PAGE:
Cranberry Concentrate Consumption Craze


Shortly after my spinal cord injury accident, frequent urinary tract infections (UTIs) occurred. I didn’t know why but two things were for sure: the symptoms related to a UTI were not pleasant nor did I have plans to remain on prophylactic antibiotics to aid in the prevention.  As a nurse, I was aware that cranberry juice was helpful in promotion of urinary tract health but that was the extent of my knowledge.  One day in the local drugstore, I happened upon cranberry concentrate supplements labeled to “support urinary and bladder functions.”  I found this to be fantastic news and one that I was willing to investigate.

Tablets of cranberry concentrate is the latest trend in avoiding the dreaded urinary tract infections we are all hounded with by being a spinal cord injured individual.  The development of the cranberry concentrated tablet is monumental in assisting with decreasing symptoms and avoiding added sugar, which results from drinking of cranberry juices.  Cranberry juice is also high in salts called oxalates. Even if you are not spinal cord injured but are tormented by frequent urinary tract issues, cranberries work wonders.  Here’s why:

Cranberries contain anti-adhesion properties within the antioxidants that prevent the bacteria (primarily E coli) from adhering to the bladder. Researchers believe that cranberries contain substances that prevent infection-causing bacteria from sticking to the urinary tract walls. There are a couple of different theories about how exactly cranberries do this. Some studies show that certain antioxidants in cranberries change the bacteria so that they can’t stick to the urinary tract. Another idea is that cranberries create a Teflon-like slippery coating on the urinary tract walls that prevents E. coli from getting a good grip. The underlying message is that cranberry extract tablets prevent bacteria or bad bugs from adhering to the walls of the bladder thus preventing UTIs.

But how much sugar is in a glass of cranberry juice?  There is a labeled amount of 33 grams of sugar in an eight ounce glass of cranberry juice.  That’s a lot of added sugar to an individual’s diet especially when 40 grams of sugar is the maximum requirement for a non-diabetic individual.  There is no added sugar to a cranberry extract softgel.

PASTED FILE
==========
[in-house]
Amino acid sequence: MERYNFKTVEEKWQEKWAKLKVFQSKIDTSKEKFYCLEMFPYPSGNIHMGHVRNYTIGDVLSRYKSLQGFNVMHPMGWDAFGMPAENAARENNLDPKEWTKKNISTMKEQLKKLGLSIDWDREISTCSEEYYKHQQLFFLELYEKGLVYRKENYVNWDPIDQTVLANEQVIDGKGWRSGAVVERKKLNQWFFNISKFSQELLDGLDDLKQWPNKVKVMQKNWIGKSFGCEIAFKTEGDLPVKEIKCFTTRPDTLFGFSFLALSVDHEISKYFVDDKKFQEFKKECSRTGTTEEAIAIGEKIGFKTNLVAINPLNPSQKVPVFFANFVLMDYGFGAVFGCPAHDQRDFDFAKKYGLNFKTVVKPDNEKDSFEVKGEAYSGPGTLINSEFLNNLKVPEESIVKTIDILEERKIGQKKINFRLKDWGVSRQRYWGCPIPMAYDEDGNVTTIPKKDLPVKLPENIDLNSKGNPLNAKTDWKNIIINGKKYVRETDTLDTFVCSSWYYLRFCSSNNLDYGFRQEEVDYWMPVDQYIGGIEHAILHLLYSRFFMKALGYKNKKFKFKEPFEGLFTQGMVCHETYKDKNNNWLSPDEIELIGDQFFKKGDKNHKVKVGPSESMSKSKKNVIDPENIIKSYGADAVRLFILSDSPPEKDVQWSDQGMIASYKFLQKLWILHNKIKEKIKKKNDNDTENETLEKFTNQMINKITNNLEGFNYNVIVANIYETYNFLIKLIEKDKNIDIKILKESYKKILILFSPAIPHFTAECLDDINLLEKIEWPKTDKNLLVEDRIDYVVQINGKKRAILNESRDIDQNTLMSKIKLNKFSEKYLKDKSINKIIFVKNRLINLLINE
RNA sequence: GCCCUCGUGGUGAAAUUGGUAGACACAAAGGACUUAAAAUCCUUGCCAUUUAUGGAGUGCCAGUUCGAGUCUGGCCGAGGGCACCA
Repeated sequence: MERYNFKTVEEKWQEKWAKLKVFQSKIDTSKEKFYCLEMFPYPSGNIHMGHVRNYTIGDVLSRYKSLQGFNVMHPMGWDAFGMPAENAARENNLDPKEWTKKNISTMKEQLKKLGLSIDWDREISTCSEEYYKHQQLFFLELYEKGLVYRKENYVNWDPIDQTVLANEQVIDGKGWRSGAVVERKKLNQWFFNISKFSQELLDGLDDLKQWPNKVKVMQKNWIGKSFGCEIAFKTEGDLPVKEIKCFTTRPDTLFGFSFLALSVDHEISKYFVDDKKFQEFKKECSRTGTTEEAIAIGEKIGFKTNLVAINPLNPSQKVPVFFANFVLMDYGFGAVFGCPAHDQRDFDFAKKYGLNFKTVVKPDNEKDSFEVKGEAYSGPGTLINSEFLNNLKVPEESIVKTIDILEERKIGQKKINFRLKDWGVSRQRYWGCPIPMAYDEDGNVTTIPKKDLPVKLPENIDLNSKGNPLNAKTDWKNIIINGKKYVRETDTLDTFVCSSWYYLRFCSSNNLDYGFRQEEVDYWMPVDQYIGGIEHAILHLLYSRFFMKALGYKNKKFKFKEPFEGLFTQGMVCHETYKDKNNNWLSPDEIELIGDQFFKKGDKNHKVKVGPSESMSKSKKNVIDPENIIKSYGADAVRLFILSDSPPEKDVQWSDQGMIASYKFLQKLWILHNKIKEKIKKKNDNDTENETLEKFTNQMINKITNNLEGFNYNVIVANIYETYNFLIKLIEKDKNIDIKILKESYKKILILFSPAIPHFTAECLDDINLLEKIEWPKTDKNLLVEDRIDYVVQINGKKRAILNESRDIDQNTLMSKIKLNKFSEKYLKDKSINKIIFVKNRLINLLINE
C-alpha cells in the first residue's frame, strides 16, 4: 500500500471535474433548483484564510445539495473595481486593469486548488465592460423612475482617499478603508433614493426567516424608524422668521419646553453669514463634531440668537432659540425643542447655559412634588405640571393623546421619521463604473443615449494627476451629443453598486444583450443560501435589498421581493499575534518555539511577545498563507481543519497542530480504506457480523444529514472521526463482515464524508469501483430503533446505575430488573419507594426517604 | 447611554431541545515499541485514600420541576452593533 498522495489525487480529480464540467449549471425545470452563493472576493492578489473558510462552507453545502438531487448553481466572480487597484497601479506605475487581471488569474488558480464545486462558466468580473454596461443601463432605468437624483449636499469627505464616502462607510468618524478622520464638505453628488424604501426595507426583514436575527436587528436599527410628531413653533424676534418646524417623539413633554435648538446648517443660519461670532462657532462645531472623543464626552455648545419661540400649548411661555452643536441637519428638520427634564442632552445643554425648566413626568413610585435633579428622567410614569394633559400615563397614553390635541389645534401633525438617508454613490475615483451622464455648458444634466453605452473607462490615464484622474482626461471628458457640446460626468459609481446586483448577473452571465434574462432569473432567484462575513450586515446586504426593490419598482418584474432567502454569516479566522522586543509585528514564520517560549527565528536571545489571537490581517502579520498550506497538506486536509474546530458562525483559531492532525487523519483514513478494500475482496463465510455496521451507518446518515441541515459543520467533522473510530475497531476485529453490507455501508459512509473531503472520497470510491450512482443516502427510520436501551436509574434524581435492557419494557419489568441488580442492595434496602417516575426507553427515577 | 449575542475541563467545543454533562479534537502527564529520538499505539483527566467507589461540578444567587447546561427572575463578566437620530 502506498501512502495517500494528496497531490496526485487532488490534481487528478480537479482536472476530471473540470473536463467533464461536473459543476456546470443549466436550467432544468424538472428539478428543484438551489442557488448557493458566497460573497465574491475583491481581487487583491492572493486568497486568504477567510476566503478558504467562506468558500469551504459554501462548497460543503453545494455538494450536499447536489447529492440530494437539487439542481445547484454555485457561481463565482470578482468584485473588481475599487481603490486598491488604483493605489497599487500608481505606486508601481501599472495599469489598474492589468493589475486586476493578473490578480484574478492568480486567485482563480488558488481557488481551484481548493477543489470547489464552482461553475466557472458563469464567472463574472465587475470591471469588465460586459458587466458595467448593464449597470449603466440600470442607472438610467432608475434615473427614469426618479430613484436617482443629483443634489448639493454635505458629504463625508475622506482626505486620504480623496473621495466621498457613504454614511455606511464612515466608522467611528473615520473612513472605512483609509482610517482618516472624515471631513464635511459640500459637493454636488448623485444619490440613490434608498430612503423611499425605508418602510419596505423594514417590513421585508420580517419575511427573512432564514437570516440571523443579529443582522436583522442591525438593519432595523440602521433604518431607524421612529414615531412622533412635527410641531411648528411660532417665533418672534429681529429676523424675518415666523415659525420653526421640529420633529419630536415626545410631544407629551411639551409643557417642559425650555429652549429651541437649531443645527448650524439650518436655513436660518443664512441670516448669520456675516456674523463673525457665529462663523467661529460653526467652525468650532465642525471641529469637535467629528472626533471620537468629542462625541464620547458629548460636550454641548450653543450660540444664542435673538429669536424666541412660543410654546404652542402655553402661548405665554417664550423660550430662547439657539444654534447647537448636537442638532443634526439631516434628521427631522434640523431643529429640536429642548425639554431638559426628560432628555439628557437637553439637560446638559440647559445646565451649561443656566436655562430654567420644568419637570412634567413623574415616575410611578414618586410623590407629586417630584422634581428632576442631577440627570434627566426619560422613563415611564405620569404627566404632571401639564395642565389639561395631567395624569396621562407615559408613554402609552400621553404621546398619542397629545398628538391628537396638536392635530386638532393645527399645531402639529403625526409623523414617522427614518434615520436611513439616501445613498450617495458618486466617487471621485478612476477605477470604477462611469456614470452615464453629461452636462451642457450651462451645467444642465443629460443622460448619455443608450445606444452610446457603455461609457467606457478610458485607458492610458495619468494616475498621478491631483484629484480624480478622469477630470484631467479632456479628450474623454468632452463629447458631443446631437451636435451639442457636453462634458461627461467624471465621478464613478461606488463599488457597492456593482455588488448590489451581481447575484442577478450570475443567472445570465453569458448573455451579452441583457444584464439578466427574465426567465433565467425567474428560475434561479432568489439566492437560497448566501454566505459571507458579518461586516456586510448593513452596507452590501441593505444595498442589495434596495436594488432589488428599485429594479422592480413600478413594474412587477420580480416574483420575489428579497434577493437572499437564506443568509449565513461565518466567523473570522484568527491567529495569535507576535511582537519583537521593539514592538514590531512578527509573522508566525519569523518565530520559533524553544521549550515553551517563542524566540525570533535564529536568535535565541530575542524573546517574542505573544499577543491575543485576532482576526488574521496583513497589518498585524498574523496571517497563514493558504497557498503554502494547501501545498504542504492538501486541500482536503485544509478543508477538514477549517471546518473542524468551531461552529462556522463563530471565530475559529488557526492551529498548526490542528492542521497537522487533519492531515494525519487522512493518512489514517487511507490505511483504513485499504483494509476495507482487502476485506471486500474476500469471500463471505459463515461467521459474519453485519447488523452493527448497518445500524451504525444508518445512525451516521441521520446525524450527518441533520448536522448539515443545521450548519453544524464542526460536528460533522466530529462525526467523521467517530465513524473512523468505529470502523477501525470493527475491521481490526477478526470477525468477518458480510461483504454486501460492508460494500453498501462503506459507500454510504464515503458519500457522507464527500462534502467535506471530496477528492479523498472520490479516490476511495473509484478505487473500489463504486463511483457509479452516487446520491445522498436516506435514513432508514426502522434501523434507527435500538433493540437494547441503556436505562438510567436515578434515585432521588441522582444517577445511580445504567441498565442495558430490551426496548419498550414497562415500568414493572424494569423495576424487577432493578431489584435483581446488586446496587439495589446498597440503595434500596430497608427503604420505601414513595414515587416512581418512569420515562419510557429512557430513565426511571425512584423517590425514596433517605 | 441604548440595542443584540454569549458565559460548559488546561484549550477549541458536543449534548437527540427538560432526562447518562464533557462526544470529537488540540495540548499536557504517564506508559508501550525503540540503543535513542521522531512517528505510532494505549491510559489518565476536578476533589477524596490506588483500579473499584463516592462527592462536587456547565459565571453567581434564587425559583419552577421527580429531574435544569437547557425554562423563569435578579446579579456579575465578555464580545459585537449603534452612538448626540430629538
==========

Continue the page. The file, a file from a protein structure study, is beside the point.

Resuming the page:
What is the recommended daily dose to maintain urinary tract health?  That is a much more difficult question to pinpoint the answer.  When I spoke with my urologist about the recommended dose, he seemed hesitant to answer my question.  His response was actually, “whatever works for you.” He really didn’t know the answer and here is why: according to, there is no standard dose of cranberry supplement for preventing UTIs. Different studies have used varying amounts of the supplement. A 500mg daily dose was as effective as antibiotics in preventing recurrent UTI in older women in a study published by researchers. Ask your doctor about the best dosage for you but your own trials may work best.

So, I supposed you are wondering the results of my investigation?   Cranberry supplements work.  It has been three years since my last UTI.  Cranberry supplements remain stocked in my cabinet and they are my latest “soapbox” conversation.  Heck, I have converted my mother and my mother-in-law to the cranberry supplement craze to support urinary health.

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This article is not meant to take place of a health care provider consultation but to assist in alleviating the confusion in regards to cranberry supplement consumption. One other side note, worthy of checking with your health-care provider before starting a cranberry regimen, is that cranberries are contraindicated for anyone taking blood-thinners due to the fact that those little berries can cause an unsafe interaction with warfarin.  So here’s a cranberry juice cocktail to all of us rolling down the road of life to become more fun, more fit, and oh so fabulous.References:Cranberries for UTI prevention.  Obtained July 9, 2014 from

The daily dosage of cranberry pills.  Obtained on July 9, 2014 from

What are the health benefits of cranberry pills?  Obtained on July 9, 2014 from


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The Rollin RN, Patty Kunze, RNC, BSN

Patty has been a Nurse for 31 years, since 1983. She actually worked for two years prior to her spinal cord injury (SCI) in the SCI Unit at the Veterans Hospita,l working with new injuries. She then transferred to neonatal intensive care and ultimately to education of students in nursing.

Patty, The Rolling RN, Is A Regular Contributor To PUSHLiving

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